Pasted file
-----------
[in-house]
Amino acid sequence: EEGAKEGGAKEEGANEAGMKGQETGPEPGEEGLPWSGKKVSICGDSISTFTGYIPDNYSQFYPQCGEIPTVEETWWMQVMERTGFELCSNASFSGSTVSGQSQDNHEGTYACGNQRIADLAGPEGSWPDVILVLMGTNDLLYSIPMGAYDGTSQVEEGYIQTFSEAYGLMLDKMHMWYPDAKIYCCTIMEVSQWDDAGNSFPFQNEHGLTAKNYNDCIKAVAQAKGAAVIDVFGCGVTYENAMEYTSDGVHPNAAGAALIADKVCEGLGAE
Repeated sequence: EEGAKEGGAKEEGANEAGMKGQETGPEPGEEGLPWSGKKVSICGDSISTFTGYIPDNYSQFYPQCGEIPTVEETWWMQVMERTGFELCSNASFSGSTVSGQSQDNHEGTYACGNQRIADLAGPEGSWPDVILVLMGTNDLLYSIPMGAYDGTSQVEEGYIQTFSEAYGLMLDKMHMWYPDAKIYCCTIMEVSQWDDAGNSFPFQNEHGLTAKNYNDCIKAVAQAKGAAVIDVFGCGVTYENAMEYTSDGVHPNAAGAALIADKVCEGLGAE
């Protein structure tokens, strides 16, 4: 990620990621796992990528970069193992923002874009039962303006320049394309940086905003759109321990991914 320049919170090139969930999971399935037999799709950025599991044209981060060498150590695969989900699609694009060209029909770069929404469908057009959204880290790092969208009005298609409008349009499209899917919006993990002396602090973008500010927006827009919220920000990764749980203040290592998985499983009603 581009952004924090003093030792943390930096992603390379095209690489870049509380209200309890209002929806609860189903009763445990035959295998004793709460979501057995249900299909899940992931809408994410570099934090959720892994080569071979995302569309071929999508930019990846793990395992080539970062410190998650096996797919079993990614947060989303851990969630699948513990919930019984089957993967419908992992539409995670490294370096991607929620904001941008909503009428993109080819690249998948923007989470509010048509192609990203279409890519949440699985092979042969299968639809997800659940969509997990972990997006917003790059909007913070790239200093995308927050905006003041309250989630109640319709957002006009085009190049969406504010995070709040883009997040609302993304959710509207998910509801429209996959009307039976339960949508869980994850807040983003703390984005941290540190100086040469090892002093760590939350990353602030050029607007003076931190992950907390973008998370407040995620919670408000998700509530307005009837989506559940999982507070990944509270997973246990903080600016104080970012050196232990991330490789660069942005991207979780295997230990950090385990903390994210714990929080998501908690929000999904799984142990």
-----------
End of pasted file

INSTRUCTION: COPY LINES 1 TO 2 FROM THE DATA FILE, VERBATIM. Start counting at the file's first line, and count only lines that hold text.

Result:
[in-house]
Amino acid sequence: EEGAKEGGAKEEGANEAGMKGQETGPEPGEEGLPWSGKKVSICGDSISTFTGYIPDNYSQFYPQCGEIPTVEETWWMQVMERTGFELCSNASFSGSTVSGQSQDNHEGTYACGNQRIADLAGPEGSWPDVILVLMGTNDLLYSIPMGAYDGTSQVEEGYIQTFSEAYGLMLDKMHMWYPDAKIYCCTIMEVSQWDDAGNSFPFQNEHGLTAKNYNDCIKAVAQAKGAAVIDVFGCGVTYENAMEYTSDGVHPNAAGAALIADKVCEGLGAE